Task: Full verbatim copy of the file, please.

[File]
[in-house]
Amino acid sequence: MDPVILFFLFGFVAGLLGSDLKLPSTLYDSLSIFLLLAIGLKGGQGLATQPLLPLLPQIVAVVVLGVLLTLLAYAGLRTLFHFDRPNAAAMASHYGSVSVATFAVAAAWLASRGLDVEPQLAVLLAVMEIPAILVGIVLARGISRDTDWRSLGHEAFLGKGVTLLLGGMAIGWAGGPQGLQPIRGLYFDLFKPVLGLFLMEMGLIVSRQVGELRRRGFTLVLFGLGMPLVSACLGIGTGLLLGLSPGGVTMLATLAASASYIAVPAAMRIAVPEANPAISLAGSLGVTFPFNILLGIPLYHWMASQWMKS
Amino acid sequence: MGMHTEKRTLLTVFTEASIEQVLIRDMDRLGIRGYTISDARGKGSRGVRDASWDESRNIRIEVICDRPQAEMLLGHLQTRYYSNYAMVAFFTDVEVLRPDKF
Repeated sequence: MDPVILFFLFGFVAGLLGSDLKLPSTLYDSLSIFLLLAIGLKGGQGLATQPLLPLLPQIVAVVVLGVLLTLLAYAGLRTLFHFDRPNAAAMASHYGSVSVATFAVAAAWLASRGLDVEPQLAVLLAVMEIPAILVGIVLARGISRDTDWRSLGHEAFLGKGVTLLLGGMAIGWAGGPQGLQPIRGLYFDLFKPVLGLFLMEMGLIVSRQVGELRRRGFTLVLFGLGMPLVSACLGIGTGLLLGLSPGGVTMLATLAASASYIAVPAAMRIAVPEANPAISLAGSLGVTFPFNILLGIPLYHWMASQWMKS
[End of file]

[in-house]
Amino acid sequence: MDPVILFFLFGFVAGLLGSDLKLPSTLYDSLSIFLLLAIGLKGGQGLATQPLLPLLPQIVAVVVLGVLLTLLAYAGLRTLFHFDRPNAAAMASHYGSVSVATFAVAAAWLASRGLDVEPQLAVLLAVMEIPAILVGIVLARGISRDTDWRSLGHEAFLGKGVTLLLGGMAIGWAGGPQGLQPIRGLYFDLFKPVLGLFLMEMGLIVSRQVGELRRRGFTLVLFGLGMPLVSACLGIGTGLLLGLSPGGVTMLATLAASASYIAVPAAMRIAVPEANPAISLAGSLGVTFPFNILLGIPLYHWMASQWMKS
Amino acid sequence: MGMHTEKRTLLTVFTEASIEQVLIRDMDRLGIRGYTISDARGKGSRGVRDASWDESRNIRIEVICDRPQAEMLLGHLQTRYYSNYAMVAFFTDVEVLRPDKF
Repeated sequence: MDPVILFFLFGFVAGLLGSDLKLPSTLYDSLSIFLLLAIGLKGGQGLATQPLLPLLPQIVAVVVLGVLLTLLAYAGLRTLFHFDRPNAAAMASHYGSVSVATFAVAAAWLASRGLDVEPQLAVLLAVMEIPAILVGIVLARGISRDTDWRSLGHEAFLGKGVTLLLGGMAIGWAGGPQGLQPIRGLYFDLFKPVLGLFLMEMGLIVSRQVGELRRRGFTLVLFGLGMPLVSACLGIGTGLLLGLSPGGVTMLATLAASASYIAVPAAMRIAVPEANPAISLAGSLGVTFPFNILLGIPLYHWMASQWMKS